Bend of the River was filmed in the cumbersome, expensive old 3-Strip Technicolor process, which mandated economizing elsewhere. Visitors to Universal Studios should be able to figure out that the little Portland dock and the hill behind, is now the set for the ‘Jaws’ rubber shark on the studio tour. But key scenes were indeed filmed near the timber line on Oregon’s snowy Mt. Hood, with the wagons lumbering over the punishing-looking ice and rocks. It’s likely that the real cost-cutting came about through Anthony Mann’s clear direction, which gets the maximum out of every camera setup.
Also along for the ride is stock villain Jack Lambert (Kiss Me Deadly) as a moronic mutineer. With him is Henry Morgan, who frankly was never an interesting bad guy but soon became a frequent Stewart sidekick. Royal Dano (Johnny Guitar, Man of the West) wastes his talent playing yet another weak-willed simpleton.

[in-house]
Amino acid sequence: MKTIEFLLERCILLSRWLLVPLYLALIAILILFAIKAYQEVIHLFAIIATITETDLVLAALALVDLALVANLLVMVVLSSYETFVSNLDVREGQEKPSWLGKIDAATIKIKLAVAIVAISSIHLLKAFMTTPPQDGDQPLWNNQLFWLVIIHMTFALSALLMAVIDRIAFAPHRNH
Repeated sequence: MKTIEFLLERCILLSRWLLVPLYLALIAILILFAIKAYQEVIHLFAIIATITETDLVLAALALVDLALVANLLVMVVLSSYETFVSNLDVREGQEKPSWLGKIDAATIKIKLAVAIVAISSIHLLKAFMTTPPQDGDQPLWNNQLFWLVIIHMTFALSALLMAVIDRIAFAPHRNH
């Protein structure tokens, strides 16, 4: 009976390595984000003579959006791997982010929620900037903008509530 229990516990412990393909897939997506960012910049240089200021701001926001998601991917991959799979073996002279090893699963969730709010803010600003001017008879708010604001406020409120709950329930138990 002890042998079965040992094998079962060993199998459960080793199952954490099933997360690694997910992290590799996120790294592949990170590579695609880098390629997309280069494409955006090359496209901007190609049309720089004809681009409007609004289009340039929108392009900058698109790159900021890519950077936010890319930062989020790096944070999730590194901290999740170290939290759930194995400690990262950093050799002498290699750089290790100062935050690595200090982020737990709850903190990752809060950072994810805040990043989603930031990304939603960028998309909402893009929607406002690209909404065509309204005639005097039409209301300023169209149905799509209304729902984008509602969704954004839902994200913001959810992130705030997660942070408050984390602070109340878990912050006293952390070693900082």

Chubby Morgan is the colorful steamboat Captain who presumably won’t have a job when he gets back to Portland — unless, with that rat Hendricks dead, he can now appropriate the Mississippi-style stern wheeler as his own. Stepin’ Fetchit plays the boat’s first mate, Adam. It’s one of his last film roles. He and the Captain appear to be pals and he’s more or less treated with respect, yet he still delivers his lines in a cretinous drawl. Is it offensive? Probably. The conservative filmmakers probably thought they were being generous in giving so much screen time to a black actor, but Captain Mello is the only person who addresses Adam directly: every other white character ignores him, as if he’s invisible. Don’t want to upset those censors in the South.
An amusing narrative construction.